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Use Your Faculties

John Baldessari quietly urges 'Read/Write/Think/Dream.'


If you've ever been a student of John Baldessari's--when he was a member of the original faculty of UC San Diego's art department more than 30 years ago, or during his 20 years at the California Institute of the Arts, or now that he's a part-timer at UCLA--chances are you've had assignments returned to you with his rubber-stamped responses imploring you to "Learn to Think" or "Learn to Dream."

If you're a UCSD student now, or ever will be, you'll be greeted by Baldessari's blunt challenges every time you set foot in the campus library. The words "Read/Write/Think/Dream" run bold as commandments over the Geisel Library's front doors. The stark concrete and glass entry has been transformed by Baldessari into a provocative threshold of words and images, translucent overlays and crisp descriptions. His installation recently became the 15th work in UCSD's acclaimed Stuart Collection of sculpture.

Some might read Baldessari's words as inspiring, others as intimidating. It was the artist himself, however, who felt daunted situating a work in such an auspicious campus setting.

"Students can be very critical," he noted, sitting by as hundreds filtered past his work just after it was installed in mid-July. Many smiled. Some stopped and looked briefly pensive.

"I know students are ruthless--which is why I like to teach. Otherwise, you can start taking yourself seriously. So it's a good thing to subject yourself to that. Keeps you humble."

Baldessari, the drollest of a generation of Conceptual artists to have emerged in the 1960s, was nothing if not humble when Stuart Collection director Mary Beebe approached him in 1994 to consider doing a piece for the campus. Well-established for making photo-based paintings that test conventional assumptions about art but that, nevertheless, hang conventionally on the wall, Baldessari hesitated about his appropriateness for the commission.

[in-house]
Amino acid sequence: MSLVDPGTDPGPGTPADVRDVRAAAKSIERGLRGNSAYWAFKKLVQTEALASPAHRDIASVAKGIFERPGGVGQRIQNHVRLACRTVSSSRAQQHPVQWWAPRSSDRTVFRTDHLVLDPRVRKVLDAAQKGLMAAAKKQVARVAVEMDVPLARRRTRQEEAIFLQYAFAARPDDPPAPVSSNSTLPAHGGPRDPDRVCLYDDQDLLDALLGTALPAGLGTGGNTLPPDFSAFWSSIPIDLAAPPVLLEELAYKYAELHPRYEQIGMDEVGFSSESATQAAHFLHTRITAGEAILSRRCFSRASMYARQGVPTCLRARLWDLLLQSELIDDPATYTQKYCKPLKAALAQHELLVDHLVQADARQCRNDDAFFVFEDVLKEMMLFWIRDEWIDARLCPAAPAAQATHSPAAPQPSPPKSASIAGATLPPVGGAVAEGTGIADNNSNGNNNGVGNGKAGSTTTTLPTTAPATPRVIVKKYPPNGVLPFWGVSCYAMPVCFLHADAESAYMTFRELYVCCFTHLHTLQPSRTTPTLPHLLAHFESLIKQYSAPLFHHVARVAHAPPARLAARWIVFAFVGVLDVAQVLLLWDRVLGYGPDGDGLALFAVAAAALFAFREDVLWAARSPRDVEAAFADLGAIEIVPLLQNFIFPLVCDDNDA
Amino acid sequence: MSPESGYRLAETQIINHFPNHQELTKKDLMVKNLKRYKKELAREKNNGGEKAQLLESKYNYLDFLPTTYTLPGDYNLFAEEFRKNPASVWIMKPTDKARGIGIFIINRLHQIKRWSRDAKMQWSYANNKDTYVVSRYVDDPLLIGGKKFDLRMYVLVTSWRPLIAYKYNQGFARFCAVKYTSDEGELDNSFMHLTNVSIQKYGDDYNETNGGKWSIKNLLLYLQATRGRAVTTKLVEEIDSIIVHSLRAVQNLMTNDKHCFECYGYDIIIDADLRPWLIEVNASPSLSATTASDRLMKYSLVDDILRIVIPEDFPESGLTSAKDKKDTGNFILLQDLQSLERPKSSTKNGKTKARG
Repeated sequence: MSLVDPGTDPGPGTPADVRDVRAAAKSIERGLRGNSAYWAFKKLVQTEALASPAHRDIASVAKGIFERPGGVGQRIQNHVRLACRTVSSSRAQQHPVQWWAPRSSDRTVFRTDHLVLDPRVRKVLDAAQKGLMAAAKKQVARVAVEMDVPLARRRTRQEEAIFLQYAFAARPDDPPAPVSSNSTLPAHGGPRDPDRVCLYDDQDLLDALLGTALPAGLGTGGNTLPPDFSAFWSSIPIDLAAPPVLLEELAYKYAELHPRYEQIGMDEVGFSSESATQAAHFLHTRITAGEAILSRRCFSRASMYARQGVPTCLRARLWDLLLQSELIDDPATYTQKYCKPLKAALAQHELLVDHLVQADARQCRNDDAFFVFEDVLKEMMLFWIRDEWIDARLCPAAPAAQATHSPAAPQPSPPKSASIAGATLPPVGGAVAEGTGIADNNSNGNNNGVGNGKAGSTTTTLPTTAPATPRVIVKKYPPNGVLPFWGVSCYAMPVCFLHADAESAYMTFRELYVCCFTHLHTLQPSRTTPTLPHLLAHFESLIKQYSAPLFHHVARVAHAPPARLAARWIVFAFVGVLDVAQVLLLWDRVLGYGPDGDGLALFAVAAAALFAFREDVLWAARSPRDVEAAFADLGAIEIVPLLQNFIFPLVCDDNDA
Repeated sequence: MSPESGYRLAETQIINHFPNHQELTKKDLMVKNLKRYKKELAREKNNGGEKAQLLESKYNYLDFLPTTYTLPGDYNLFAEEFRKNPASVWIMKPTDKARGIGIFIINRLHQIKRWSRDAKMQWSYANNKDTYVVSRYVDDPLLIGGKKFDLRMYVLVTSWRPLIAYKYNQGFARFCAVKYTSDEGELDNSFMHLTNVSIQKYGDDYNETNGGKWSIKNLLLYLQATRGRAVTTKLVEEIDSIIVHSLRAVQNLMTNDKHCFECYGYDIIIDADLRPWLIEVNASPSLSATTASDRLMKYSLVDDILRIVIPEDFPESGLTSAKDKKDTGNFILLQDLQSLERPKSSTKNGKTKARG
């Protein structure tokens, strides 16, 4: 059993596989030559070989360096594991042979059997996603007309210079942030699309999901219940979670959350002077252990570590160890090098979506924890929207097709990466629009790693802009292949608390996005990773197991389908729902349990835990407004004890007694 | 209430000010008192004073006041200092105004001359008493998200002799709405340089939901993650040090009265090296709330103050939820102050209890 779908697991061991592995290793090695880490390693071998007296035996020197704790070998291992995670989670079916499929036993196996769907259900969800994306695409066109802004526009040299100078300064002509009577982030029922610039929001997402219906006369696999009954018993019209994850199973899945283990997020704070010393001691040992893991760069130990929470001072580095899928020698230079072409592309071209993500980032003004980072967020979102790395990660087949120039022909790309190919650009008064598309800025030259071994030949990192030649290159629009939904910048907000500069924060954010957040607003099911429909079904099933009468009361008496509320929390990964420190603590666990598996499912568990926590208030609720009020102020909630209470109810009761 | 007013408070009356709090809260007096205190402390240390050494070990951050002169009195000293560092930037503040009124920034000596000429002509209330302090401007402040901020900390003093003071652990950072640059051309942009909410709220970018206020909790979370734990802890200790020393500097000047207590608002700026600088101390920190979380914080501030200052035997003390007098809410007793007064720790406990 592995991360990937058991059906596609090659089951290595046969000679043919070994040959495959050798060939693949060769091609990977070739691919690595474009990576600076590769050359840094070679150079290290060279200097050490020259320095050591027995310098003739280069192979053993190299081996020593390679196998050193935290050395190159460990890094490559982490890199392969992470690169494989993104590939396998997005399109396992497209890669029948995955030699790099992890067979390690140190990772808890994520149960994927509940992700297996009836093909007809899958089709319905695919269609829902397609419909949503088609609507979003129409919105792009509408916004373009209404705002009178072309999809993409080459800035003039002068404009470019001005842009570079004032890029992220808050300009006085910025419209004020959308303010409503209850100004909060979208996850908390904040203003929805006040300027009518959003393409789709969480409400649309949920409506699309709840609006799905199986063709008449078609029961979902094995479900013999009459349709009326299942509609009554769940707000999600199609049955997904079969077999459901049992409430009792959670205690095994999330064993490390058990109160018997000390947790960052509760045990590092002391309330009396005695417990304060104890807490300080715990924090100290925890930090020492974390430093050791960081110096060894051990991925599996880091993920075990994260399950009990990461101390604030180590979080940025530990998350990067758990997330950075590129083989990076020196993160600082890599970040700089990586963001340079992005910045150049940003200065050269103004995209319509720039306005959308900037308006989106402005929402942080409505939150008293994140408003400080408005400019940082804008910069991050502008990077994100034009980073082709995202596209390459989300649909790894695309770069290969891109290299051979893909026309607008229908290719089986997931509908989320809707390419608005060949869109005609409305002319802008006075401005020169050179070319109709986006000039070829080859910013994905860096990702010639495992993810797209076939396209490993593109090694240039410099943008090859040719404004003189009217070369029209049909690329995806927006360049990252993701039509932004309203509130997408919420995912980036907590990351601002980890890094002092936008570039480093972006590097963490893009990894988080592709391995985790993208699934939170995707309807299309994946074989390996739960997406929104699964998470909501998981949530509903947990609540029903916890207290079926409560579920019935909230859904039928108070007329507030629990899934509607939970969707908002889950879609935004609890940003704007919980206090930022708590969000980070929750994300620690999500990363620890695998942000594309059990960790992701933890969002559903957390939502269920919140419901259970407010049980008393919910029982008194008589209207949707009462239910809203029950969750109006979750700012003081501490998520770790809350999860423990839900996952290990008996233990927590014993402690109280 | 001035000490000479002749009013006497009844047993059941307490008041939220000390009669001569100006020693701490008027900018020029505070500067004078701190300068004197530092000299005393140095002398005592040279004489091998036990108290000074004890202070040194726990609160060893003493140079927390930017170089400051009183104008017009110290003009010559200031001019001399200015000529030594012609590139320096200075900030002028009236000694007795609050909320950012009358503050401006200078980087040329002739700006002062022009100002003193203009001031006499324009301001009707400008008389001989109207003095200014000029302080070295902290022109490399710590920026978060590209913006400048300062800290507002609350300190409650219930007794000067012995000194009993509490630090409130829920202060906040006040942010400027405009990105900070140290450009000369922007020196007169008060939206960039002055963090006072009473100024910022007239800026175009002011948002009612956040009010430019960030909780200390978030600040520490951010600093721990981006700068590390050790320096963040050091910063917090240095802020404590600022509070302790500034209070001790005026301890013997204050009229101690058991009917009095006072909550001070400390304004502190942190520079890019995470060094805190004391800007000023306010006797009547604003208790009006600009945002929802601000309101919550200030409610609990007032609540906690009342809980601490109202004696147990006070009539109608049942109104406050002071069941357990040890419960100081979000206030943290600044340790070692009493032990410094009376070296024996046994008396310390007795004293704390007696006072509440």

"My first answer to her was, 'Mary, I'm not a sculptor.' When she said that it doesn't matter, she had me stumped, and I had to deal with that for a while. She's an amazing person in terms of her patience and persistence."

Beebe and Baldessari had known each other since her previous position at the Portland Center for Visual Arts, so this courtship began casually, when the two crossed paths at social occasions. Long gestations, though, are common for works in the collection, which celebrates its 20th anniversary this fall. Most works have taken several years to come to fruition, and Beebe is undeterred by artists who initially resist because they don't identify themselves as sculptors. Elizabeth Murray's "Red Shoe," installed here in 1996, was the artist's first freestanding sculpture. William Wegman worked primarily in photography and video before creating his parody of a scenic overlook in 1988.

"A lot of the time," Beebe explained, "we approach artists who have not done traditional sculpture. We're more interested in how they think than in what they've done."

That has led to an evolving collection that transcends traditional norms for sculpture and also defies the sanctity of an enclosed sculpture garden, meshing with the 2,000-acre campus environment. Some pieces incorporate sound, and several function architecturally. Alexis Smith's 560-foot-long, tiled "Snake Path" (1992) winds its way up a slope to the Geisel Library, past her huge granite rendition of Milton's "Paradise Lost" and around a precious Edenic garden, both reminders of the tenuous relationship between innocence and knowledge. Jenny Holzer's granite table, also from 1992, stands in a shaded courtyard, its densely incised truisms--"Abuse of power comes as no surprise," "Action causes more trouble than thought"--inviting provocative discussion to continue outside the classroom. Other works, by artists including Kiki Smith, Bruce Nauman, Terry Allen, Niki de Saint Phalle and now Baldessari, resonate with the everyday activities of their sites.

"Read/Write/Think/Dream" features, on either side of the library's central doors, photographic portraits of students bonded to the glass. On the building's facade, they are standing. On a smaller glass wall inside, others are seated.

"After thinking about this idea and that idea, it seemed the one thing, in terms of content, that really wasn't addressed by all the existing pieces [in the Stuart Collection] was the students," recalled Baldessari, a tall, unassuming man of 70, dressed much like the students around him, in T-shirt and khakis.

"And it seemed to me, having taught so much, that schools lose sight of them. Students seem to be there sometimes for the sake of the buildings and the instructors. So I wanted to foreground them. Once I had that in place, it became almost a formal issue of using them architecturally, like columns."

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